Patient navigators could be effective in closing racial disparities in primary care access, according to new data, with the healthcare professionals able to connect more Hispanic patients than if patients went at it alone.
The report, published in the Journal of the American Board of Family Medicine, particularly showed that Hispanic patients working with a patient navigator were three times more likely to have primary care access than those who did not.
This comes as Hispanic people face a significant disparity in primary care access, the researchers, who hailed from the Keck School of Medicine at UCLA, pointed out. Despite care access gains made following Affordable Care Act passage, low-income Latino people were still less likely to have a primary care provider. Only about a third of Latino people report having a primary care provider, the researchers said.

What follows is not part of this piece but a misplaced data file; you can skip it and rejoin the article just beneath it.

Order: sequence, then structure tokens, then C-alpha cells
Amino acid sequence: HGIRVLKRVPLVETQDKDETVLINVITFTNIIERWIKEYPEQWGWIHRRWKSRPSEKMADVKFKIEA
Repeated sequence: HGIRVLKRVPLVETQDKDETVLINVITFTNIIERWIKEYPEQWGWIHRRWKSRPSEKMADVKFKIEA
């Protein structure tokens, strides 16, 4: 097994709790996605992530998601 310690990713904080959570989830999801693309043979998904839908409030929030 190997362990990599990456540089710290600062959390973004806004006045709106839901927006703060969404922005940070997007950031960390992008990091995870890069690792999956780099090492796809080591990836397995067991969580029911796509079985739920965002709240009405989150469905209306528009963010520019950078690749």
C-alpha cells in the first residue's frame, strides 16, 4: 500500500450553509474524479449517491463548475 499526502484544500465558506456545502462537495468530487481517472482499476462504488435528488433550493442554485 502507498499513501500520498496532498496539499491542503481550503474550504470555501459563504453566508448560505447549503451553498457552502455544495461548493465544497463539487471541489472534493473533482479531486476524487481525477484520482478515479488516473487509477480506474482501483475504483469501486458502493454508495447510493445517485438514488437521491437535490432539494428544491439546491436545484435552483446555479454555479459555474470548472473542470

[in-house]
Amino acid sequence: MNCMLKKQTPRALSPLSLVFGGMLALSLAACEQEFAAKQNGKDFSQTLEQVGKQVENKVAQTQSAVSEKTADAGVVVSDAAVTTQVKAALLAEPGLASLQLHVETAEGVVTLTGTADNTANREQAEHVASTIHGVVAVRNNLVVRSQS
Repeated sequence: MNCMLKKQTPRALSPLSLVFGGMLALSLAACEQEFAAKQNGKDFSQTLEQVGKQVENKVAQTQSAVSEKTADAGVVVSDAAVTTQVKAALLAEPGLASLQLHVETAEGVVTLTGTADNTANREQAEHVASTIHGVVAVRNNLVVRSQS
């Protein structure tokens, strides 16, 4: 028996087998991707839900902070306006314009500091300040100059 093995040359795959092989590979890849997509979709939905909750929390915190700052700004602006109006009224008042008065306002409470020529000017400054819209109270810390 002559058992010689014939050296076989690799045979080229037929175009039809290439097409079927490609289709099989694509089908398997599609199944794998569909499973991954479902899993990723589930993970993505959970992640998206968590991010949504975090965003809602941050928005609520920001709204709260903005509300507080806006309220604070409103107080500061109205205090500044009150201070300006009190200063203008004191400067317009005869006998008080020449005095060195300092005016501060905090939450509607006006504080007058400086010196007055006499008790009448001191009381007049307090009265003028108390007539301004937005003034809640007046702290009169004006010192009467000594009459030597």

“Aside from uninsurance, several factors may contribute to lower rates of access to primary care among low-income Latinos, including immigration status, language barriers, lower levels of education, and low rates of public and private insurance acceptance among primary care providers,” the researchers wrote. “In combination, these factors further exacerbate the difficulties of navigating a complex health care system.”
But community health workers, or community-based patient navigators, can help change that, the researchers found. In an analysis of the LA County Children’s Health Outreach Initiative (CHOI), which despite its name serves people of all ages, the researchers uncovered a boost in primary care access.